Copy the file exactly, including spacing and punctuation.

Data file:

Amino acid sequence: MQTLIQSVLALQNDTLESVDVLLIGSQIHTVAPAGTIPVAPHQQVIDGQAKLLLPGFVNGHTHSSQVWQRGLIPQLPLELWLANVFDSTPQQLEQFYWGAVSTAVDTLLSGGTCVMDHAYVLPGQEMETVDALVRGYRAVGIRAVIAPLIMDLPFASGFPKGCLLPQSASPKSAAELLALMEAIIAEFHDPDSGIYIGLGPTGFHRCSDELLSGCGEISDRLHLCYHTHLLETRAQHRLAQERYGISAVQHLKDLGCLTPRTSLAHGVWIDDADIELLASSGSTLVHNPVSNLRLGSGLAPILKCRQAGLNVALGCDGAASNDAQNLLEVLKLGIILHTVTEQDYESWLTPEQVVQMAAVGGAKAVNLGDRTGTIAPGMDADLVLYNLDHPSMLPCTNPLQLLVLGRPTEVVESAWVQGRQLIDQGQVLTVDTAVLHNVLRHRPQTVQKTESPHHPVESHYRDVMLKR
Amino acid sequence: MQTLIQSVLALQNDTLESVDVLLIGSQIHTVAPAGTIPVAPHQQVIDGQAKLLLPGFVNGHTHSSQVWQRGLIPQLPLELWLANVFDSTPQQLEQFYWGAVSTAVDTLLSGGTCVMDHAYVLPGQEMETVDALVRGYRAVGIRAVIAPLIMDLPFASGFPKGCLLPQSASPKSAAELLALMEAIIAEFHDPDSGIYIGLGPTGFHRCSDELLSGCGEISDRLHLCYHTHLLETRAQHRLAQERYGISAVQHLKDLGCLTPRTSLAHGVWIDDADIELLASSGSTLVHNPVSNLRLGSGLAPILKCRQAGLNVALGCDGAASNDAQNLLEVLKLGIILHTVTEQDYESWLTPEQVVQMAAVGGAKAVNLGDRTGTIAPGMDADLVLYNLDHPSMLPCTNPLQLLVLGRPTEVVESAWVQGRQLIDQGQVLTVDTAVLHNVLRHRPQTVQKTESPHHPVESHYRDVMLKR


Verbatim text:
Amino acid sequence: MQTLIQSVLALQNDTLESVDVLLIGSQIHTVAPAGTIPVAPHQQVIDGQAKLLLPGFVNGHTHSSQVWQRGLIPQLPLELWLANVFDSTPQQLEQFYWGAVSTAVDTLLSGGTCVMDHAYVLPGQEMETVDALVRGYRAVGIRAVIAPLIMDLPFASGFPKGCLLPQSASPKSAAELLALMEAIIAEFHDPDSGIYIGLGPTGFHRCSDELLSGCGEISDRLHLCYHTHLLETRAQHRLAQERYGISAVQHLKDLGCLTPRTSLAHGVWIDDADIELLASSGSTLVHNPVSNLRLGSGLAPILKCRQAGLNVALGCDGAASNDAQNLLEVLKLGIILHTVTEQDYESWLTPEQVVQMAAVGGAKAVNLGDRTGTIAPGMDADLVLYNLDHPSMLPCTNPLQLLVLGRPTEVVESAWVQGRQLIDQGQVLTVDTAVLHNVLRHRPQTVQKTESPHHPVESHYRDVMLKR
Amino acid sequence: MQTLIQSVLALQNDTLESVDVLLIGSQIHTVAPAGTIPVAPHQQVIDGQAKLLLPGFVNGHTHSSQVWQRGLIPQLPLELWLANVFDSTPQQLEQFYWGAVSTAVDTLLSGGTCVMDHAYVLPGQEMETVDALVRGYRAVGIRAVIAPLIMDLPFASGFPKGCLLPQSASPKSAAELLALMEAIIAEFHDPDSGIYIGLGPTGFHRCSDELLSGCGEISDRLHLCYHTHLLETRAQHRLAQERYGISAVQHLKDLGCLTPRTSLAHGVWIDDADIELLASSGSTLVHNPVSNLRLGSGLAPILKCRQAGLNVALGCDGAASNDAQNLLEVLKLGIILHTVTEQDYESWLTPEQVVQMAAVGGAKAVNLGDRTGTIAPGMDADLVLYNLDHPSMLPCTNPLQLLVLGRPTEVVESAWVQGRQLIDQGQVLTVDTAVLHNVLRHRPQTVQKTESPHHPVESHYRDVMLKR